Posted: 04 October 2013

What is our obligation to vulnerable children and families?

Birmingham City Council is looking into the council’s obligations to children and families who cannot access public funds such as benefits or social housing. We are working with the council to make sure that the voices that are too often lost – those of the families and children themselves – are heard.

Today, Andy Jolly from our West Midlands Young Refugee Project is sharing information with the council about our work with these families who have what is known as ‘no recourse to public funds’. We also submitted written evidence to support the enquiry.

This is an important issue and is right and proper that this issue is investigated, and good to see councils such as Birmingham taking a lead in this area. Every child deserves a decent start to life and should not be left to live in poverty, no matter where they have come from or who their parents are. 

Nowhere to turn 

We have been raising concerns for many years about the plight of families with no recourse to public funds, many of whom are made homeless or destitute.  From our work we know that children live in the shadows of our communities, left hungry and homeless without recourse to sufficient support. 

We have put forward a number of recommendations to Birmingham City Council in our evidence, including:

  • Supporting destitute families in their local area to access passported benefits such as free school meals and free nursery places 
  • Classifying destitution as a safeguarding concern to ensure children and young people are protected from the extremes of poverty 
  • Supporting families to resolve their immigration status fairly 

While the number of families affected is unclear, the University of Oxford estimated last year that there are 120,000 undocumented migrant children across the country who are at risk of destitution, exploitation and social exclusion. 

Barriers families face

These families face significant barriers to finding support. Recent cuts to legal aid mean that many of these families have no way of resolving the legal limbo that they find themselves in. As a result they are likely to remain hidden from view and pushed to the margins, in many cases lacking the basic essentials they need to survive such as food, housing, clothing and nappies.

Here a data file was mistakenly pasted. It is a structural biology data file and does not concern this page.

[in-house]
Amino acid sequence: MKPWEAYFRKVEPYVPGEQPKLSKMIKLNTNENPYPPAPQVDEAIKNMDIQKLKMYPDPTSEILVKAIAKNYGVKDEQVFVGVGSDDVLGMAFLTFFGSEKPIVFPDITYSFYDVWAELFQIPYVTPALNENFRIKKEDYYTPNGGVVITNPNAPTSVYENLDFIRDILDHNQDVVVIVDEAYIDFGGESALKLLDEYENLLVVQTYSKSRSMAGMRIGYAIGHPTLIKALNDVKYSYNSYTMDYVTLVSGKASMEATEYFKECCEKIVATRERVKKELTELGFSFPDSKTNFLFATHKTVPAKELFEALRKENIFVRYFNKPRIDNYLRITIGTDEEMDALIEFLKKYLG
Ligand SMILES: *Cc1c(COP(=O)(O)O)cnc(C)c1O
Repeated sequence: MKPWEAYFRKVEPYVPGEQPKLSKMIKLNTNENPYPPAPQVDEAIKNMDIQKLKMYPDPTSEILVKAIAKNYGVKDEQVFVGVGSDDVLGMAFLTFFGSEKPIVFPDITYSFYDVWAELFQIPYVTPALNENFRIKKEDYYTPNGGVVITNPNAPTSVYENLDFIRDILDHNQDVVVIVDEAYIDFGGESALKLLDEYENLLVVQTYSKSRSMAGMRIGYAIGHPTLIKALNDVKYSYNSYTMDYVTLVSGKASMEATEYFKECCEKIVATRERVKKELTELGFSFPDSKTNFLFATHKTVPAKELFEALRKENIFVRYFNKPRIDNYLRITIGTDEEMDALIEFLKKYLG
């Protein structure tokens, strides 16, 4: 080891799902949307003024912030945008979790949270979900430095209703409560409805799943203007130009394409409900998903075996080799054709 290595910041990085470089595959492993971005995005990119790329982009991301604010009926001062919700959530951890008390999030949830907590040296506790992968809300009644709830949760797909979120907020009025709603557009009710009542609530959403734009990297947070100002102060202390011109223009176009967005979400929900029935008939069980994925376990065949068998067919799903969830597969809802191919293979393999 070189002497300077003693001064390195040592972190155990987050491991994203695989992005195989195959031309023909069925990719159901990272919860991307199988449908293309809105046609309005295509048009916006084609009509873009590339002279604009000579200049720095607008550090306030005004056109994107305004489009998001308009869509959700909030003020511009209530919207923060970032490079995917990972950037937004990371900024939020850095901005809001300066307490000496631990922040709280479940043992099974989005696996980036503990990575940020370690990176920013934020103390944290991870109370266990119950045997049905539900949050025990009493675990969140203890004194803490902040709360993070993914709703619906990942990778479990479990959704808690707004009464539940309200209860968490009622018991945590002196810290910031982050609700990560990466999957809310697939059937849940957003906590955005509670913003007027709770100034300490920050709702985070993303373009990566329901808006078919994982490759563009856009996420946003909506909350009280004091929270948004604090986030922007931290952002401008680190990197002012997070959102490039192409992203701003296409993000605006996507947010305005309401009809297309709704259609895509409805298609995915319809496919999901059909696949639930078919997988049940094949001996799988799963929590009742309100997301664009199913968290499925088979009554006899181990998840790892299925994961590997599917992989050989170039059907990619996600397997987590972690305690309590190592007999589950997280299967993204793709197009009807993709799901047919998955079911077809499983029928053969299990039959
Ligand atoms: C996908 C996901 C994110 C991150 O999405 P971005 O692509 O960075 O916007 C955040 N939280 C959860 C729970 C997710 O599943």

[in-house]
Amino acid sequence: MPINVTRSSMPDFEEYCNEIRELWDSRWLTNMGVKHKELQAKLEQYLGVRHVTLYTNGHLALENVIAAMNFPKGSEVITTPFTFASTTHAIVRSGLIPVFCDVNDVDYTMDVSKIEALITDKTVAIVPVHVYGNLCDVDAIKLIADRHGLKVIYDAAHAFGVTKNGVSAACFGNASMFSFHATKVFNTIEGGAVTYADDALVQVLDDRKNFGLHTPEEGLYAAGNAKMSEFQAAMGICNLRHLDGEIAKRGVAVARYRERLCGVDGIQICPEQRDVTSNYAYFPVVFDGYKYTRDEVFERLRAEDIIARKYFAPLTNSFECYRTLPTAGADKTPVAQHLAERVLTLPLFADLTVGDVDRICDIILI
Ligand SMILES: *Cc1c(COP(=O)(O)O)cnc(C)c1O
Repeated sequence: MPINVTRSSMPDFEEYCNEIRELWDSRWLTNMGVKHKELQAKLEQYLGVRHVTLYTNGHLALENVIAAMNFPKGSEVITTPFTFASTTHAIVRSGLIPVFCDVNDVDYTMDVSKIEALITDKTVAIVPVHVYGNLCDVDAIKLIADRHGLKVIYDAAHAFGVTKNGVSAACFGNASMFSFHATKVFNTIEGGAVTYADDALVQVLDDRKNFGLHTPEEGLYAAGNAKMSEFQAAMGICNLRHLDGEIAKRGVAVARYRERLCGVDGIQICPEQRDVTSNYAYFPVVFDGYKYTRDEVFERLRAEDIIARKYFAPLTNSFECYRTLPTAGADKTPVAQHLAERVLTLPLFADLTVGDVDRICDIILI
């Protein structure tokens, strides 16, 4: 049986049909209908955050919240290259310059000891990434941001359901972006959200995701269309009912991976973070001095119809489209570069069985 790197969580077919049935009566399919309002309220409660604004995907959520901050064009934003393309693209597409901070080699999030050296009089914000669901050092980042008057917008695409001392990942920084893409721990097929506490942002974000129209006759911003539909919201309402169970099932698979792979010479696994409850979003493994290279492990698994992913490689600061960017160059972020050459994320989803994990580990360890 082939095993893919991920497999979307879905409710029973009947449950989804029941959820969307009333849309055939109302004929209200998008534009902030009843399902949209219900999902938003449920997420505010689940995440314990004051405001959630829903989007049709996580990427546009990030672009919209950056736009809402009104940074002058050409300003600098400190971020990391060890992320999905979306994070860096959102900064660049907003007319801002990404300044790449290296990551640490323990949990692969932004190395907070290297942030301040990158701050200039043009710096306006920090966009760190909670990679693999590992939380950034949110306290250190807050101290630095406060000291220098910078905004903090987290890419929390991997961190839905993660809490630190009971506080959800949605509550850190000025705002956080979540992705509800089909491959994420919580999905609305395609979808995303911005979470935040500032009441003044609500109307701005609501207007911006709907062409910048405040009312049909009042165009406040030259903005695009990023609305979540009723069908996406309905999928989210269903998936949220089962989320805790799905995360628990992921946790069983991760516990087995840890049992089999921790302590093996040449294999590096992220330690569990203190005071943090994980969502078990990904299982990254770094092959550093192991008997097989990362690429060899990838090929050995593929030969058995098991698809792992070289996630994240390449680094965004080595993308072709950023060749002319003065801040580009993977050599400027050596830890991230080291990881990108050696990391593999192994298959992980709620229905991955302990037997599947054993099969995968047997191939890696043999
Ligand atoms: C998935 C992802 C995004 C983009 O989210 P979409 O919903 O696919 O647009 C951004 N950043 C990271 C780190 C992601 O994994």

Complex and ever-changing legislation, confusion over who is responsible for supporting destitute families as well as an a lack of understanding of the realities facing these children, mean that destitute families often fall through the gaps and do not get the support they need – even when they are entitled to it. 

What’s more, support to families with no recourse to public funds varies enormously by local authority. 

Giving children the support they deserve 

The investigation by Birmingham City Council is looking into the support provided by local authorities. Yet, local authorities are only one piece of the puzzle. This issue needs proper investigation and guidance and this needs to be recognised at a national, as well a local level.  The Home Office should work with local areas to address this issue which has until now been pushed under the carpet.  

The Children’s Society welcomes local authorities investigating this issue and will continue to work with local areas to ensure that adequate support is available for children in need.  It is crucial that these families and their children get a lasting solution to their immigration issues, that the safety and security of children is put above all other concerns and that they can be lifted out of poverty and despair.   

We want to see that children’s best interests – not immigration control – are the central issue in decisions made about their lives.

By Lucy Dacey - Programme staff

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